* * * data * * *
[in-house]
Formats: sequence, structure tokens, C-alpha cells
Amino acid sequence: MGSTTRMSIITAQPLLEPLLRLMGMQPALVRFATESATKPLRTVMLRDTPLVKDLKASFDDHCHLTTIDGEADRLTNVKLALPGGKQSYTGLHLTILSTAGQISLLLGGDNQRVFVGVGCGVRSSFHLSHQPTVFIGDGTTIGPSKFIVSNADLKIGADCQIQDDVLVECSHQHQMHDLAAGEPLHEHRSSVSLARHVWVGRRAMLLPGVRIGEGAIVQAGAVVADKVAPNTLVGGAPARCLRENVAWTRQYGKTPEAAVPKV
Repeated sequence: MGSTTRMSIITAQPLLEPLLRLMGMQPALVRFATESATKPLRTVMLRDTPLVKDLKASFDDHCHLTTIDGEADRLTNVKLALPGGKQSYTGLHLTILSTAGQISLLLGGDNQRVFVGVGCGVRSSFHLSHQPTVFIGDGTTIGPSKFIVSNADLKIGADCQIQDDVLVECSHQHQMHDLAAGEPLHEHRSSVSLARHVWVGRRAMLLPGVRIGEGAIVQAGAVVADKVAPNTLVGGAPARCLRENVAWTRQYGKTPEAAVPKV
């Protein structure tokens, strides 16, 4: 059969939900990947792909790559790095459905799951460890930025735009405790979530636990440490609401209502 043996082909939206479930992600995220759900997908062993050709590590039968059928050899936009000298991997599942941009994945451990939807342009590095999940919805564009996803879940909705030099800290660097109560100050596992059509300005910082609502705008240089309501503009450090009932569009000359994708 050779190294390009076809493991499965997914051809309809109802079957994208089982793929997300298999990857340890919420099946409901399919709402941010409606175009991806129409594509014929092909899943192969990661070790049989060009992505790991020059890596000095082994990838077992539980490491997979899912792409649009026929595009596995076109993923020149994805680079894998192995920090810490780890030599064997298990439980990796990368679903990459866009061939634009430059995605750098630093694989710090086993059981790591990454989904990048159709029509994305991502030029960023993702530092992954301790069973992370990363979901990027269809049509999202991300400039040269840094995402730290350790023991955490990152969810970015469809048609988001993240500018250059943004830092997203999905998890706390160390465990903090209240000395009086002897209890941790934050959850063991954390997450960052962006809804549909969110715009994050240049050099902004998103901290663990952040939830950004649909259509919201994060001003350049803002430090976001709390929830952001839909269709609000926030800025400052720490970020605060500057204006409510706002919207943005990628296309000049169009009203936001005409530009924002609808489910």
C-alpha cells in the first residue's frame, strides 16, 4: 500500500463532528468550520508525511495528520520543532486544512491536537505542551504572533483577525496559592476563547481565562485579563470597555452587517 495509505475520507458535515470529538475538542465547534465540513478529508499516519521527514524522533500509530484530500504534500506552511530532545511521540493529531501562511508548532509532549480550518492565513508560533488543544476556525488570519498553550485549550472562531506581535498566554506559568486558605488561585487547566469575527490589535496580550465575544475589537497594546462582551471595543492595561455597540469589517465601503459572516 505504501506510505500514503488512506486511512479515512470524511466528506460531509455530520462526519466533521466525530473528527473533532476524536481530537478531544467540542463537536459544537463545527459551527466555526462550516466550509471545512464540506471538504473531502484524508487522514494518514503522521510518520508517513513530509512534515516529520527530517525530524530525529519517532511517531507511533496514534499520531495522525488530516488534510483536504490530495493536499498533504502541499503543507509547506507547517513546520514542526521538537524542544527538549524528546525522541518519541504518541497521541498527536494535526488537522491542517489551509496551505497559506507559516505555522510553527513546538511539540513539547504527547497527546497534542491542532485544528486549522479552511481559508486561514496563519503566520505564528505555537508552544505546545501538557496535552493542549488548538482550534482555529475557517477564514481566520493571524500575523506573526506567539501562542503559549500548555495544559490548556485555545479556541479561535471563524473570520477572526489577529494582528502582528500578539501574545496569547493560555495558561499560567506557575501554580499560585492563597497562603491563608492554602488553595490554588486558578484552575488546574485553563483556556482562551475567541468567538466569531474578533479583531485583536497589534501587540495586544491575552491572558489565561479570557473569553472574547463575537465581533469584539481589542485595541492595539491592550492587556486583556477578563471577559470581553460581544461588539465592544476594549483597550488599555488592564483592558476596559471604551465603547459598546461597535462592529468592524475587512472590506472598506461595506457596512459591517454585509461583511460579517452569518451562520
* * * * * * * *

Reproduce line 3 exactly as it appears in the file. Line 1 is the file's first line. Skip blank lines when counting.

Amino acid sequence: MGSTTRMSIITAQPLLEPLLRLMGMQPALVRFATESATKPLRTVMLRDTPLVKDLKASFDDHCHLTTIDGEADRLTNVKLALPGGKQSYTGLHLTILSTAGQISLLLGGDNQRVFVGVGCGVRSSFHLSHQPTVFIGDGTTIGPSKFIVSNADLKIGADCQIQDDVLVECSHQHQMHDLAAGEPLHEHRSSVSLARHVWVGRRAMLLPGVRIGEGAIVQAGAVVADKVAPNTLVGGAPARCLRENVAWTRQYGKTPEAAVPKV